Date of Graduation


Document Type


Degree Name

Doctor of Philosophy in Engineering (PhD)

Degree Level



Civil Engineering


Andrew F. Braham

Committee Member

Kevin D. Hall

Second Committee Member

Zahid Hossain

Third Committee Member

Gary Prinz


Asphalt, Flexibility Index, Fracture Energy, Fracture Test, Master Curve, Ruggedness Test, SC(B)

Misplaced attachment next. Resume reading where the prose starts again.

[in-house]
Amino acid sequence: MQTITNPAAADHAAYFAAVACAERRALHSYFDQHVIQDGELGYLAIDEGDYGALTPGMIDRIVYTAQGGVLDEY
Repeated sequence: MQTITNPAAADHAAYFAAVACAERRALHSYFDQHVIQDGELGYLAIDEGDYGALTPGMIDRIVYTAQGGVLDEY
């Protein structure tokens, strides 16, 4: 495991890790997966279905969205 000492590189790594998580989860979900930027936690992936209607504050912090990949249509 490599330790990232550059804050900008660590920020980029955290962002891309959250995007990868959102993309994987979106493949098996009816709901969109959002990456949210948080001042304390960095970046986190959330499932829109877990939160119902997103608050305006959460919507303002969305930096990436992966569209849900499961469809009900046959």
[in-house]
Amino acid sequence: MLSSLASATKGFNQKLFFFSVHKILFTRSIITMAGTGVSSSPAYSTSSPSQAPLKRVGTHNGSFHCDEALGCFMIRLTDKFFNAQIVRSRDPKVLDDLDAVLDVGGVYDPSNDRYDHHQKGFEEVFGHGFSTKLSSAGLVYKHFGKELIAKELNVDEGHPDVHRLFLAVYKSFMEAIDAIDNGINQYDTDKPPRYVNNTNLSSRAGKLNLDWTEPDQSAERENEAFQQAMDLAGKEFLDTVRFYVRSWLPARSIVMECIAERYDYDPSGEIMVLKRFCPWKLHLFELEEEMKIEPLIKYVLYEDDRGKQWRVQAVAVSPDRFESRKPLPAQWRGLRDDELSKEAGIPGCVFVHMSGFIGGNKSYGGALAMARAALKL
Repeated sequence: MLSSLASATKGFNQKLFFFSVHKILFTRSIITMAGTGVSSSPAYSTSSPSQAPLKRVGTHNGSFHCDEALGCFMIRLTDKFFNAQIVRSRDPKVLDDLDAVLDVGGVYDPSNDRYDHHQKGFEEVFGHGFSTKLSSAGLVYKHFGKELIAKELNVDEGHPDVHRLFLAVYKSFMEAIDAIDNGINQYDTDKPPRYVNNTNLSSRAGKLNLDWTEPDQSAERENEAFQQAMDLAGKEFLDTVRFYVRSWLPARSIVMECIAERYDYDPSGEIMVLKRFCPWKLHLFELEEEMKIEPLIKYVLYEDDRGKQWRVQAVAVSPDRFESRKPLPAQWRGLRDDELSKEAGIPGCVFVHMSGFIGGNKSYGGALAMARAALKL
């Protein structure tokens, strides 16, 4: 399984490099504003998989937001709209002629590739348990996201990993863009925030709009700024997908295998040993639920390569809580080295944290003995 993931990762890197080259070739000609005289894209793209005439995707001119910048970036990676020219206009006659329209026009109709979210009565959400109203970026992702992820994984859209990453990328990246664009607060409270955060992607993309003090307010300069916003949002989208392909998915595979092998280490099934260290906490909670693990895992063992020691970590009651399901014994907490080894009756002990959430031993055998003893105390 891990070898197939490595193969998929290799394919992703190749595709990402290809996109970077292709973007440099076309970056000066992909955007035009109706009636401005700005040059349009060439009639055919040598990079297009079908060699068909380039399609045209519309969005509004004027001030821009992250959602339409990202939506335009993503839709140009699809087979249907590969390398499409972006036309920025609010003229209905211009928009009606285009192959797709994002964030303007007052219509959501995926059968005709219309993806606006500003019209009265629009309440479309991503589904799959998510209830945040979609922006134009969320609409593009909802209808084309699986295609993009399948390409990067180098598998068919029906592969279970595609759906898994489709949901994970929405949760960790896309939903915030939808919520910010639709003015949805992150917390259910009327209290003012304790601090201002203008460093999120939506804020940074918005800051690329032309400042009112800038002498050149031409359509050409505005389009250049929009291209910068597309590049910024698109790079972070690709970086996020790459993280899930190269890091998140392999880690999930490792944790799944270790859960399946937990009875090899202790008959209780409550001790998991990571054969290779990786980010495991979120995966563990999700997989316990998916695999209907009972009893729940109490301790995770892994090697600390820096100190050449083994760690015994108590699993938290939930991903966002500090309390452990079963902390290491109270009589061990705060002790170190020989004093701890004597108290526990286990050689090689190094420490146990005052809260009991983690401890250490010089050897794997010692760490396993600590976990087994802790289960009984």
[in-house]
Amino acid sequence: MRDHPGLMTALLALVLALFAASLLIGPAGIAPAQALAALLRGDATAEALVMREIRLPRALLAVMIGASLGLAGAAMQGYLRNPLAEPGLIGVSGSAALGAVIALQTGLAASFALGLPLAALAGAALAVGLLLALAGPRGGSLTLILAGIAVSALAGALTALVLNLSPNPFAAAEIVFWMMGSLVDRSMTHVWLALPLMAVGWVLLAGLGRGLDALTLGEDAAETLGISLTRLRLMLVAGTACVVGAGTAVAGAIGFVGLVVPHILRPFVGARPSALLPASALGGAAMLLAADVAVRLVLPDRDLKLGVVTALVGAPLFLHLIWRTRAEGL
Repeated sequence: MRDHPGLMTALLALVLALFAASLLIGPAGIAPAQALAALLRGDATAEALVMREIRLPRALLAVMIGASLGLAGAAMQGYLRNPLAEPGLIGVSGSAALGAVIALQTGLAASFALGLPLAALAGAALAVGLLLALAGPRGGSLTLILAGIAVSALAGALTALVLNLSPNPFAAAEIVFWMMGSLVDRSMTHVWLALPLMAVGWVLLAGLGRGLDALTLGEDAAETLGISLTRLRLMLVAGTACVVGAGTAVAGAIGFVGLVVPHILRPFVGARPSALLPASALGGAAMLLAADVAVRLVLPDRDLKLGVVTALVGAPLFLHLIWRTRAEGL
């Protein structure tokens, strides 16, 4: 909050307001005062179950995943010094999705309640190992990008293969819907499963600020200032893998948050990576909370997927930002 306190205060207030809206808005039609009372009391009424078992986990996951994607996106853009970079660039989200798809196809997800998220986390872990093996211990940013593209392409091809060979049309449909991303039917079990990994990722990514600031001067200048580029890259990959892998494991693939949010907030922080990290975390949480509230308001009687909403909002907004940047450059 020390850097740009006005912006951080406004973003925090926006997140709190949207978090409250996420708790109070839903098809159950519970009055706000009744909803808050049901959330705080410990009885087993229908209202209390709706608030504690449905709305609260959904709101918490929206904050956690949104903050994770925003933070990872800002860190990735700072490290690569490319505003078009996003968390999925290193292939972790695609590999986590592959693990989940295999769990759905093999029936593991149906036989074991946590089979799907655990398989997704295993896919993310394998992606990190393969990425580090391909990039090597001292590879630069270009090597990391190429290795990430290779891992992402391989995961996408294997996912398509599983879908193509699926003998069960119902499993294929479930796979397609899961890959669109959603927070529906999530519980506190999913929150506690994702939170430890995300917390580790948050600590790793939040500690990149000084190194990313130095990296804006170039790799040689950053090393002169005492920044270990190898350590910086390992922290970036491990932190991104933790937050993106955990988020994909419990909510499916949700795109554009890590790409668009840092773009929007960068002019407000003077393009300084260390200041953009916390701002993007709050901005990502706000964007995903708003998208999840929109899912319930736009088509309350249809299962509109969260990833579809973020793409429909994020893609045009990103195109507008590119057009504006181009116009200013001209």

Since cracking is one of the principal distresses to be considered in asphalt concrete, multiple fracture tests and geometries have been used to quantify cracking resistance. One of the most popular geometries that have been used in fracture tests is the Semi-Circular bend (SC(B)). However, for this geometry, most of the fracture test methods use different parameters such as thickness, testing temperatures, and loading rates. Thus, the purpose of this research was first to evaluate fracture energy by performing a ruggedness test based on ASTM E1169. Then, to apply fracture mechanics concepts to evaluate three specimen thicknesses (25, 50, and 100 mm) and three notch configurations (rectangular, semi-circular and fatigue pre-cracked). Also, with the selected thickness and notch configuration, the concept of time-temperature superposition was applied to characterize cracking in asphalt concrete by using four testing temperatures (-12, 0, 12, and 25 ˚C) and five loading rates (0.03, 0.5, 1.0, 30.0, 50.0 mm/min). The results showed that from the ruggedness test, the fracture energy is significantly influenced by the testing temperatures but not the loading rate. When applying fracture mechanics theories, the selected thickness and notch configuration selected were 50 mm and semi-circular, respectively. Finally, when using time-temperature superposition to plot fracture energy versus the loading rate to mimic the steps followed in the Dynamic Modulus |E*|, a typical sigmoidal was not obtained. However, a parabolic curve was found to better describe the cracking behavior. Utilizing this analysis, the concept of local fracture energy was defined as the peak fracture energy from each set of testing temperatures and loading rates. Using the local fracture energy, the global fracture energy was built and defined as the peak fracture energy from all the testing temperatures plotted. In conclusion, when properly applying fracture mechanics properties and the new concepts of local and global fracture energy, these give a new perspective of how the cracking behavior can be quantified at different testing temperatures independently of the loading rate.